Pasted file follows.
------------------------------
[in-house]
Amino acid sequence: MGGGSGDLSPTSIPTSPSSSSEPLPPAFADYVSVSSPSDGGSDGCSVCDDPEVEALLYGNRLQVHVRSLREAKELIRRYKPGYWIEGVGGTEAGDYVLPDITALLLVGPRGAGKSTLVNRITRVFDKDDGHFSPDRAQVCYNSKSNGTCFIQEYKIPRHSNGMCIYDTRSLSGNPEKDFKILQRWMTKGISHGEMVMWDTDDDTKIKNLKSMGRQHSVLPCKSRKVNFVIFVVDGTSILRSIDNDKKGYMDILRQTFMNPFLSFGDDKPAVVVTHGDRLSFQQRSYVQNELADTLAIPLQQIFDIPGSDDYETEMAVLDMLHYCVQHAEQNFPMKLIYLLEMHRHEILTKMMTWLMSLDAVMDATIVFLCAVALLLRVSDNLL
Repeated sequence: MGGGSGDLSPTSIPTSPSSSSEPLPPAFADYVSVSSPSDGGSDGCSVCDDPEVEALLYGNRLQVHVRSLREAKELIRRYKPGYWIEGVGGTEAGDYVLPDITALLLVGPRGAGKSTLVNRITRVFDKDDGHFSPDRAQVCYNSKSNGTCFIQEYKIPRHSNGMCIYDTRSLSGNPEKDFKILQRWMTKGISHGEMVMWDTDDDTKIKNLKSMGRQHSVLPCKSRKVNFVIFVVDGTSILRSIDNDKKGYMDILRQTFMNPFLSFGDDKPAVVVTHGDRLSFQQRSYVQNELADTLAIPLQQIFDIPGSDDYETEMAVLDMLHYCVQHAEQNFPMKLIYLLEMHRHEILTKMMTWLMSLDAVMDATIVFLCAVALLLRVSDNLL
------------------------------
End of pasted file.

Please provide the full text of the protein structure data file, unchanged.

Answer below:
[in-house]
Amino acid sequence: MGGGSGDLSPTSIPTSPSSSSEPLPPAFADYVSVSSPSDGGSDGCSVCDDPEVEALLYGNRLQVHVRSLREAKELIRRYKPGYWIEGVGGTEAGDYVLPDITALLLVGPRGAGKSTLVNRITRVFDKDDGHFSPDRAQVCYNSKSNGTCFIQEYKIPRHSNGMCIYDTRSLSGNPEKDFKILQRWMTKGISHGEMVMWDTDDDTKIKNLKSMGRQHSVLPCKSRKVNFVIFVVDGTSILRSIDNDKKGYMDILRQTFMNPFLSFGDDKPAVVVTHGDRLSFQQRSYVQNELADTLAIPLQQIFDIPGSDDYETEMAVLDMLHYCVQHAEQNFPMKLIYLLEMHRHEILTKMMTWLMSLDAVMDATIVFLCAVALLLRVSDNLL
Repeated sequence: MGGGSGDLSPTSIPTSPSSSSEPLPPAFADYVSVSSPSDGGSDGCSVCDDPEVEALLYGNRLQVHVRSLREAKELIRRYKPGYWIEGVGGTEAGDYVLPDITALLLVGPRGAGKSTLVNRITRVFDKDDGHFSPDRAQVCYNSKSNGTCFIQEYKIPRHSNGMCIYDTRSLSGNPEKDFKILQRWMTKGISHGEMVMWDTDDDTKIKNLKSMGRQHSVLPCKSRKVNFVIFVVDGTSILRSIDNDKKGYMDILRQTFMNPFLSFGDDKPAVVVTHGDRLSFQQRSYVQNELADTLAIPLQQIFDIPGSDDYETEMAVLDMLHYCVQHAEQNFPMKLIYLLEMHRHEILTKMMTWLMSLDAVMDATIVFLCAVALLLRVSDNLL